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How many of us have bought something and then lived to regret it?
I know I have. I’ve regretted purchases as small as a Chapstick and as large as a SUV. So frequently, purchases are made out of some perceived form of necessity. For example, “I need that Chapstick because my lips are dry,” or “I need that bigger car so I haul my kids around.”
But in reality, I have tons of Chapsticks. I have a car that runs perfectly fine and can fit my two (now three) kids.
This is a post for those of you who have everything you need, but still find yourself spending money you don’t want to spend.
For those of you who want to spend less, but live better.
Before my year of no spending, I spent money pretty frivolously. I bought what I wanted, when I wanted it. I was about to have a baby, so I purchased a new SUV. A 8 pound baby can’t fit in a small car, right? (That is sarcasm. An 8 pound baby can certainly fit in a small car.)
Now, I’ll admit. That is a pretty extreme example.
More frequently, I would buy things like a new shirt that would make me look slimmer, a pair of sunglasses because I temporarily lost mine, or a eye makeup palette that was too good of deal to refuse.
I didn’t spend gobs of money on this stuff. I spent some here and there.
But as we all know, spending here and there adds up.
And most of the time, it doesn’t even feel good.
I mean, it starts out feeling good. But inevitably, reality hits when the credit card statement reads: “You have blown hundreds or thousands of dollars and have nothing to show for it.” Now the guilt creeps in, and I find myself enjoying what I have even less. I am more anxious about money, I am further from my financial goals, and I am not as thankful as should be.
Let me walk you through what happens when you buy something that you shouldn’t have.
First, you are excited. You just got this awesome (insert purchase here)! You can’t wait to use it/wear it/live in it/drive it! You show it to anyone who is around to feed off of their excitement too. It’s bright, shiny, and still has the new car smell (which, apparently is just formaldehyde).
After the initial excitement wears off, you start to question why you bought your (insert purchase here). It seemed like a good idea at the time, but now you kinda wish you hadn’t bought it. After all, your not using as much as you thought or maybe it merely serves the same purpose as the old version of x,y,z.
The questioning brings on unmitigated doubt. You doubt everything about the purchase. Is it the right size, fit, style, price, etc.? Instead of seeing how amazing it is, you see all the problems with it.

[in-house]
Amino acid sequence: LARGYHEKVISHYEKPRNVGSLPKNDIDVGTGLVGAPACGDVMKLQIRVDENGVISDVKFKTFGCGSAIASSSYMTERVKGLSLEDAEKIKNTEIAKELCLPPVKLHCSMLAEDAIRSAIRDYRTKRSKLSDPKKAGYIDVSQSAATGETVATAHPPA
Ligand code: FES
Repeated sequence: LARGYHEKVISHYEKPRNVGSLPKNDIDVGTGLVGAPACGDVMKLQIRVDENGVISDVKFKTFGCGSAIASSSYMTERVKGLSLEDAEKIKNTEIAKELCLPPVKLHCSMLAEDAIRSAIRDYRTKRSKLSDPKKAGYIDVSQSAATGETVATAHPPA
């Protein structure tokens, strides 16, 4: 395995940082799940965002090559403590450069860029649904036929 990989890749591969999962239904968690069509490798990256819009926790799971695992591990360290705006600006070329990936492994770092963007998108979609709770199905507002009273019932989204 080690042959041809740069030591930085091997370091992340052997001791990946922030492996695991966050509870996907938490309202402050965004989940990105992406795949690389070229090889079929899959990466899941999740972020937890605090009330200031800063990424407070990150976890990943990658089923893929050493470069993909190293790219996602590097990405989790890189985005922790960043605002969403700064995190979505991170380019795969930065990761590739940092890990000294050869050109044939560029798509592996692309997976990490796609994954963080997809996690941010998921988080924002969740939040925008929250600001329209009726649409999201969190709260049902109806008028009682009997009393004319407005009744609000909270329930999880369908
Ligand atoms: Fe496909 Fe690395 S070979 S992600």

And now you have it… buyer’s remorse.
We have all been there. It seems to me that the problem with buying things is this: When we buy things, we think we are buying what they will make us. Cooler, more esteemed, thinner, more professional, or whatever it is that you are trying to be. But things don’t change us. They don’t make us different or better. They make us poorer. And, as we grow poorer we lose a sense of accomplishing goals and building a better future.
How did we get here?
It comes back to you having a “perceived” need. Ad execs and marketers know you have this need, and they have the answer to in their product. Often times, the marketers create the perceived need with effective advertising (i.e. makeup – do I actually need to put paint on my eyelashes? No. But I look a lot better when I do!). But usually they can make enough money from taking your actual need and capitalizing on it. For instance, your actual need may be to get reliable transportation for work. Due to marketing, however, you leave the car lot with a newly leased luxury vehicle that meets your perceived needs – to have climate controlled zones for each passenger, firm steering, and XM radio. Or, your actual need may be a pair of boots, but your perceived need results in genuine lambswool boots from New Zealand.
If you are stressed about money, chances are you could find thousands of examples of this very storyline playing out again and again with some of your shopping decisions. It happens to all of us.
But there is good news here!
If you are stressed out about money because you are meeting your PERCEIVED NEEDS instead of your ACTUAL NEEDS, you can turn this situation around TODAY!
I know what you’re thinking: What if I can’t imagine life without the finer things?
My aim is not to bash luxury, quality, or the finer things. What makes a luxury a luxury is that it’s a LUXURY. It’s rare. It’s a treat. It’s scarce. I am convinced that if you ate Lobster every day, or even once a week, you would enjoy lobster less. It would bring you less pleasure. Thus is the plight of the epicureans. Additionally, buying quality products that last longer is a wise behavior, but all these decisions must be in balance with your personal budget. When your tastes are incongruent with your budget, your tastes have to yield. The other choice is 100% insanity, and it seems to be the prevalent form insanity in our times.
Here is one luxury you should strive for: BE DEBT FREE.
For many of us, big changes are needed in coming to terms with what are actual needs are and how we live within a budget. If you, like me, have felt buyer’s remorse, I encourage you to take a look at your spending habits. Determine what your actual needs are. Buy based on them. Or, try something radical. Do your own year of no spending. Or do a month of no spending. Or pick one day a week that becomes a no spend day. Do whatever will work for you, but do something!
I’d love to hear your thoughts on this! Leave a comment below!